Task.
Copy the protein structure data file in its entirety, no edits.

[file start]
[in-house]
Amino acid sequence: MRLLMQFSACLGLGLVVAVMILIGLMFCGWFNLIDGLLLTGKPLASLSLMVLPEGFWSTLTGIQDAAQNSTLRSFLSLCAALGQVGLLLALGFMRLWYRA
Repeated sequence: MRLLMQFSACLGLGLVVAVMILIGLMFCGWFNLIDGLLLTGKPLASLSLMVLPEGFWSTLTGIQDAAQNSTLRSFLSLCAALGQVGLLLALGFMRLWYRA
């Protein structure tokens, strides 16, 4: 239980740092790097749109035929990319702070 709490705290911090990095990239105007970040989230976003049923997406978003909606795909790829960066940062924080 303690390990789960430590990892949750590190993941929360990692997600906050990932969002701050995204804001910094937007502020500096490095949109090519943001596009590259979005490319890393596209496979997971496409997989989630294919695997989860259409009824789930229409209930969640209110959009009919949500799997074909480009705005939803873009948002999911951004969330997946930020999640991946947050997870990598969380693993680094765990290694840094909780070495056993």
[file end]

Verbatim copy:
[in-house]
Amino acid sequence: MRLLMQFSACLGLGLVVAVMILIGLMFCGWFNLIDGLLLTGKPLASLSLMVLPEGFWSTLTGIQDAAQNSTLRSFLSLCAALGQVGLLLALGFMRLWYRA
Repeated sequence: MRLLMQFSACLGLGLVVAVMILIGLMFCGWFNLIDGLLLTGKPLASLSLMVLPEGFWSTLTGIQDAAQNSTLRSFLSLCAALGQVGLLLALGFMRLWYRA
């Protein structure tokens, strides 16, 4: 239980740092790097749109035929990319702070 709490705290911090990095990239105007970040989230976003049923997406978003909606795909790829960066940062924080 303690390990789960430590990892949750590190993941929360990692997600906050990932969002701050995204804001910094937007502020500096490095949109090519943001596009590259979005490319890393596209496979997971496409997989989630294919695997989860259409009824789930229409209930969640209110959009009919949500799997074909480009705005939803873009948002999911951004969330997946930020999640991946947050997870990598969380693993680094765990290694840094909780070495056993």